This month we look at the EU's Data Governance Act, FAQs on new standard contractual clauses and the trans-Atlantic data privacy framework, and more

EU Data Governance Act will apply from 24 September 2023

On 3 June, the EU Data Governance Act (DGA) was published in the Official Journal of the European Union, after having been adopted by the Council of the EU on 16 May. The DGA will come into effect on 23 June 2022, and will apply in full from 24 September 2023.

The act was initially proposed in November 2020 (please see our earlier Insight for further details) and has a number of intended purposes including:

  • Establishing robust mechanisms to enable data sharing by public authorities where the data in question is subject to rights such as intellectual property, data privacy, confidentiality or trade secrets;
  • Encouraging data sharing through profit-making data intermediaries, where data is shared by businesses or individuals; and
  • Promoting "data altruism", where data would be made available voluntarily by companies or individuals for the common good, such as for scientific research.

The DGA is part of the European strategy for data, which aims to create a single market for data.

European Commission publishes FAQs on new standard contractual clauses

On 25 May, the European Commission published a set of questions and answers which provides practical guidance for organisations on using the EU's two sets of standard contractual clauses (SCCs), namely (a) SCCs for use between controllers and processors (for compliance with Article 28 of the EU GDPR); and (b) SCCs for use for the transfer of personal data outside of the EEA (for compliance with Chapter V of the EU GDPR).

The guidance provides clarity on a number of topics, including (among others):

  • requirements for signatures, modifications to the SCCs and relationship with other commercial terms;
  • for the SCCs between controllers and processors, the requirements on the form the controller's instructions should take, appointment of sub-processors, time periods for reporting data breaches and how a processor can demonstrate compliance with the SCCs; and
  • for the SCCs for transfers of personal data outside of the EEA, the scope and application of the SCCs, including for which transfers the SCCs can be used, rights of data subjects under the SCCs, the obligations on data exporters and importers under the SCCs, and obligations under the SCCs relating to local laws and government access requests.

NYOB publishes open letter on new EU-US Transatlantic Framework

As reported in our April edition, the European Commission and the US government announced that they had reached political agreement on the Trans-Atlantic Data Privacy Framework which would enable the free flow of personal data between the EU and the US.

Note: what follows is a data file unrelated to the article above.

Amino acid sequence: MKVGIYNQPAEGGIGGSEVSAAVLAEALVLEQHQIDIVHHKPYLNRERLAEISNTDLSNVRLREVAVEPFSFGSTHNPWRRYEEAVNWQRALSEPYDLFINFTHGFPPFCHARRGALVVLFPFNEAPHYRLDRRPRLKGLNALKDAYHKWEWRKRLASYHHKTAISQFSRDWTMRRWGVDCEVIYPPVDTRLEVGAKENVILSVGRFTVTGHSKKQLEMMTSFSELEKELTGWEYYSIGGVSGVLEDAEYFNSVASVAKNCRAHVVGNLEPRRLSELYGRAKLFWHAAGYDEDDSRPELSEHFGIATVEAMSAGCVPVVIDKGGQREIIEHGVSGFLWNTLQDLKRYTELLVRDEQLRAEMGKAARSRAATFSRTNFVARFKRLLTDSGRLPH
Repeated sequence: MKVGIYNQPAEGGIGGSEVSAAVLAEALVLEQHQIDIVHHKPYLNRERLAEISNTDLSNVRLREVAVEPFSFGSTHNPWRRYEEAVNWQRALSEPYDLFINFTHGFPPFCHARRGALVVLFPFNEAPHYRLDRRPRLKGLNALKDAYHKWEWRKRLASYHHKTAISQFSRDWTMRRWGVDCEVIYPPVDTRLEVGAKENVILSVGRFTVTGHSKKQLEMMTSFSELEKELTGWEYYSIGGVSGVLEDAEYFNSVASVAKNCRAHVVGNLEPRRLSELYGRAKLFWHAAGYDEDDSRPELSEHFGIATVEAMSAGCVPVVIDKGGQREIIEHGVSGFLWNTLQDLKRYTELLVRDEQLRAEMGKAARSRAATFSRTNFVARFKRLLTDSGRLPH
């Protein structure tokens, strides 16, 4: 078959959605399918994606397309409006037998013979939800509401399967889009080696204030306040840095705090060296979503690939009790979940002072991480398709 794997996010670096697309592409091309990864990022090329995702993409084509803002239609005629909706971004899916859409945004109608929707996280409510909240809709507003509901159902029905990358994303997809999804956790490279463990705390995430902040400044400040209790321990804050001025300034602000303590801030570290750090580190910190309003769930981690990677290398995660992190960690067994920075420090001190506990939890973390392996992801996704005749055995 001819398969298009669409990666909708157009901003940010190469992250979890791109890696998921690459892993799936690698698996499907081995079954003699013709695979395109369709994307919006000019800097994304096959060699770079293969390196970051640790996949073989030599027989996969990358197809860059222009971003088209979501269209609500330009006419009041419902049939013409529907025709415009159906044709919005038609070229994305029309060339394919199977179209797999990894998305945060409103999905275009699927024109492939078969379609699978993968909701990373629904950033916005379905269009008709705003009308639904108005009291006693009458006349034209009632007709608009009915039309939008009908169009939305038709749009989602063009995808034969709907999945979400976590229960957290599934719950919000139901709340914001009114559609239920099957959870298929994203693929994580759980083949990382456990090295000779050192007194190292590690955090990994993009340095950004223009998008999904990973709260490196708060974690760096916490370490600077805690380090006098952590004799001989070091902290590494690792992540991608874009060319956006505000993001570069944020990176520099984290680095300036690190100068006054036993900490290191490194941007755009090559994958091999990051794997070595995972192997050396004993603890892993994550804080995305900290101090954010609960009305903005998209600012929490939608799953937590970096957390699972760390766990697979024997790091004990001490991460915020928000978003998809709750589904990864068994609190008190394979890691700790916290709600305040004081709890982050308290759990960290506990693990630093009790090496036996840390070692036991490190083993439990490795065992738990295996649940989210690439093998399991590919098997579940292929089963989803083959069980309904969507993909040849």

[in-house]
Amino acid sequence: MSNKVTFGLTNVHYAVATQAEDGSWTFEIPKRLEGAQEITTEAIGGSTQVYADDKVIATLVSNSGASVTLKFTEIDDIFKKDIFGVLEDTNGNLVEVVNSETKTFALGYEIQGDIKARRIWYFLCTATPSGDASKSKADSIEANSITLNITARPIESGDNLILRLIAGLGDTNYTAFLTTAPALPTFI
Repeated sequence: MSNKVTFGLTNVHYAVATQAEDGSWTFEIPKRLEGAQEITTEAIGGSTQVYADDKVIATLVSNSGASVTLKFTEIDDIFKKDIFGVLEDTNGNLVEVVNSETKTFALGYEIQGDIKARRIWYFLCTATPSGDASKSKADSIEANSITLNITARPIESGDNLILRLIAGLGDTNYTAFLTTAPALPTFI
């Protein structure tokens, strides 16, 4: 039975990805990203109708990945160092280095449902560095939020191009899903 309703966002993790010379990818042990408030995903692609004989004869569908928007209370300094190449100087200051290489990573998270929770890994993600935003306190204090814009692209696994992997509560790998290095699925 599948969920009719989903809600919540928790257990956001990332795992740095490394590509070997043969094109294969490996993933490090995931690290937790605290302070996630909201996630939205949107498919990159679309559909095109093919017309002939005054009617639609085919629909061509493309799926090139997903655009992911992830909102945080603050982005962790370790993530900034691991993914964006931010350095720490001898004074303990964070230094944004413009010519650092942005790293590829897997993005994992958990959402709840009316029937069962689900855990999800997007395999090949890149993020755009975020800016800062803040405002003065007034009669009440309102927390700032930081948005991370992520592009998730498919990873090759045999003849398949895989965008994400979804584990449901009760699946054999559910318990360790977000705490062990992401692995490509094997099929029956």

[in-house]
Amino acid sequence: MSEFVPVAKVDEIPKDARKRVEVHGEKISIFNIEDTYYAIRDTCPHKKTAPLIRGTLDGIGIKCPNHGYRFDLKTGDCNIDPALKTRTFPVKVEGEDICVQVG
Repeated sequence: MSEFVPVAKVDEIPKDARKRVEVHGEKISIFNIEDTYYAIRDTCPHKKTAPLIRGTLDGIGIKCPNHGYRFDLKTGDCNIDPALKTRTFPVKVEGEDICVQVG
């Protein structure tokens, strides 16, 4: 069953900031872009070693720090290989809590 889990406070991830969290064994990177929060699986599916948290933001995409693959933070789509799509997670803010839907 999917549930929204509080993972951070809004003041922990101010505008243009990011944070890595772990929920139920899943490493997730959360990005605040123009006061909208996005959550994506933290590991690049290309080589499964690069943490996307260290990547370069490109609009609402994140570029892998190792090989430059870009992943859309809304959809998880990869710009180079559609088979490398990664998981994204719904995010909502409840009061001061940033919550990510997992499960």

Following this announcement, Max Schrems' digital rights organisation, NYOB, has published an open letter setting out its preliminary observations on the announcement.

Notably, NOYB highlighted that it has concerns that the new framework will not fully meet the standards required to protect EU personal data when transferred to the US and that it is "prepared to challenge any final adequacy decision that would fail to provide the needed legal certainty" before the European Court of Justice.

At this time, we are still awaiting further detail on the framework and clear timings for when it will be finalised.

ICO fines facial recognition company Clearview AI £7.5 million for GDPR breaches

On 23 May, the UK Information Commissioner's Office (ICO) announced that it had fined facial recognition company, Clearview AI Inc, over £7.5 million for scraping facial images of individuals in the UK from the web for the purposes of providing facial recognition services to its customers (including the police), in breach of UK data protection law. The ICO has also ordered Clearview AI to stop collecting this data of UK individuals and to delete data of UK residents.

ICO launches AI and data protection risk toolkit

Further to the ICO's guidance on artificial intelligence (AI) and data protection (published in July 2020), the ICO has launched its AI and data protection risk toolkit. It is designed to assist organisations with assessing data protection risks within their AI systems. The toolkit, as well as a webinar introducing the toolkit, can be found on the ICO's website.